Gene Palumbo and Elisabeth Malkin | New York Times | March 29, 2017
Lawmakers in El Salvador voted overwhelmingly on Wednesday to prohibit all mining for gold and other metals, making the country the first in the world to impose a nationwide ban on metal mining, environmental activists said.
Declaring that El Salvador’s fragile environment could not sustain metal mining operations, legislators across the political spectrum approved the ban, which had broad support, particularly from the influential Roman Catholic Church.
Supporters said the law was needed to protect the country’s dwindling supply of clean water.
“Today in El Salvador, water won out over gold,” Johnny Wright Sol, a legislator from the center-right Arena party, wrote on Twitter.
The vote in the Legislative Assembly turned a decade-old moratorium on mining into law, halting efforts by international companies to tap the gold belt running across the northern provinces of El Salvador.
“It’s a wonderful moment for the first country to evaluate the costs and benefits of metallic mining and say no,” said Andrés McKinley, a mining and water specialist at Central American University in San Salvador.
The law does not apply to quarrying or the mining of coal, salt and other nonmetallic substances.
Other countries are unlikely to follow El Salvador’s national ban, mining watchdog groups say. But the law sets a powerful example to communities that oppose large mining projects and bolsters the case against mining in environmentally delicate areas.
“Globally there is a growing questioning of mining as an economic development engine,” said Keith Slack, the global program director for extractive industries at Oxfam America in Washington. “I think it definitely strengthens the voice of communities that are raising the questions.”
Around the world, scattered bans on the use of cyanide to extract gold from low-grade ore, commonly used in open-pit mining, are in place, including in Montana, according to Jamie Kneen, a spokesman for Mining Watch Canada. Costa Rica has a national ban on open-pit gold mining.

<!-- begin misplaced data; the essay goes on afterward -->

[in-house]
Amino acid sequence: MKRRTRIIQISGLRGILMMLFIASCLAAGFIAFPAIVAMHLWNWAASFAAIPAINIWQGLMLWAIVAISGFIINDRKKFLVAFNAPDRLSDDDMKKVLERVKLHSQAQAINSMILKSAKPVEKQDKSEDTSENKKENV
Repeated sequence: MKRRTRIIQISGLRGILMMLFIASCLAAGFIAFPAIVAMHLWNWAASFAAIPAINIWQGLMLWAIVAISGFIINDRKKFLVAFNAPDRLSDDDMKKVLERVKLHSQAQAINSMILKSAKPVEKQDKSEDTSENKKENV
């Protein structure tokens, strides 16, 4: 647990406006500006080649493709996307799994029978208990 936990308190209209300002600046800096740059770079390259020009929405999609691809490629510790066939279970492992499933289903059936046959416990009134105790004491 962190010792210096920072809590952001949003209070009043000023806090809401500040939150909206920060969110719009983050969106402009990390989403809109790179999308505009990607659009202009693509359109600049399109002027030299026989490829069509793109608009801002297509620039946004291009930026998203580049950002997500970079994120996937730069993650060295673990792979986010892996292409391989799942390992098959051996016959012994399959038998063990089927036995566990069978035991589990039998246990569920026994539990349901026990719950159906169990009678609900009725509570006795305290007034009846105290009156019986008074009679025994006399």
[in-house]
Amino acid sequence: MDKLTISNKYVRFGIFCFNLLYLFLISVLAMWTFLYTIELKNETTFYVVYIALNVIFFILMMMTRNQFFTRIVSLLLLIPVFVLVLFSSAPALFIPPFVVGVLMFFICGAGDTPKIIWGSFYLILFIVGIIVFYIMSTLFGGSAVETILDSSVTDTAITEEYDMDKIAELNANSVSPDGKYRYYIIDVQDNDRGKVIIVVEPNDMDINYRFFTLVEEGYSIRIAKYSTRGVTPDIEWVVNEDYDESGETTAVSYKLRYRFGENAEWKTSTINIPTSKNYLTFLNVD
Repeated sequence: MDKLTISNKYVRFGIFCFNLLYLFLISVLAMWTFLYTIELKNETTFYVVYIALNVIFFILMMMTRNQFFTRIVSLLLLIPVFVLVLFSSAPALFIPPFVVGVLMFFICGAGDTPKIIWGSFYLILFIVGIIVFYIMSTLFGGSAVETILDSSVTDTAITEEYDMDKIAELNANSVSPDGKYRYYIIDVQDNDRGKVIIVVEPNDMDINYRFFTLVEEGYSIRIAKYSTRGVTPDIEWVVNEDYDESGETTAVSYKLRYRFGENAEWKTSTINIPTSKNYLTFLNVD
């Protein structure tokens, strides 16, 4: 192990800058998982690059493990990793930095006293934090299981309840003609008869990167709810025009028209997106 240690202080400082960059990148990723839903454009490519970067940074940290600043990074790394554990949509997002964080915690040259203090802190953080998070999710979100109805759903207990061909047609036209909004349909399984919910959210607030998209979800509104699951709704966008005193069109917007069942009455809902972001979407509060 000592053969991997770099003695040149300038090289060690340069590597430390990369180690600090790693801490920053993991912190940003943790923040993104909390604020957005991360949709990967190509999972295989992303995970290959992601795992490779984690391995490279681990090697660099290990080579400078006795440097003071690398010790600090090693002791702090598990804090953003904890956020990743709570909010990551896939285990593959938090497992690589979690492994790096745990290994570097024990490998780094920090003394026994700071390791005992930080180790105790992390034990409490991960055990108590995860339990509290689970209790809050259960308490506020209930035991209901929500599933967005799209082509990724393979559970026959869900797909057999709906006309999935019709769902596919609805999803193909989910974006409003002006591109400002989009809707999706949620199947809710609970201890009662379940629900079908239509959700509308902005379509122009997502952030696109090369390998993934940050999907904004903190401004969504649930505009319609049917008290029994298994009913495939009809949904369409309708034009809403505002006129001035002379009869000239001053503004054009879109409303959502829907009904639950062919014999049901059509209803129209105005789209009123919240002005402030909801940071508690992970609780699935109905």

Germany, the Czech Republic, Hungary, Turkey and several Argentine provinces have cyanide bans. In the Philippines, the government ordered more than half the mines to shut down or be suspended.
The risks of mining in El Salvador, however, are especially acute. The tiny country is densely populated and the second-most environmentally degraded country in the Americas, after Haiti, according to the United Nations.
“Mining is an industry whose primary and first victim is water,” said Mr. McKinley, who added that El Salvador faced a significant scarcity. “We are talking about an issue that is a life-or-death issue for the country.”
Mr. Wright, the legislator who worked to persuade his business-friendly party to support the law, said that climate change was already having an impact on El Salvador. “More than a theory or an uncertain science that it might have been 10 years ago, today for Salvadorans, it is a reality,” he said.
Unlike mining in neighboring Central American countries, mining in El Salvador has been limited to small-scale operations. The civil war of the 1980s deterred efforts to develop large-scale mines. International mining companies did not begin exploring until the 2000s.
Opposition to one of those companies eventually grew into a social movement against mining. The company, Pac Rim Cayman, sought a license to open a mine in the impoverished northern province of Cabañas but was rejected in 2005 because it had not met all the legal requirements.
As opposition mounted, clashes around the proposed mine led to the deaths of several anti-mining activists.
The de facto moratorium on permits that began under a government led by the Arena Party continued under the two successive governments led by the left-wing Farabundo Martí National Liberation Front.
Last October, El Salvador won an international dispute that had been filed by Pac Rim and continued by the Canadian-Australian company, OceanaGold, that acquired it. An international arbitration panel rejected OceanaGold’s claims for compensation.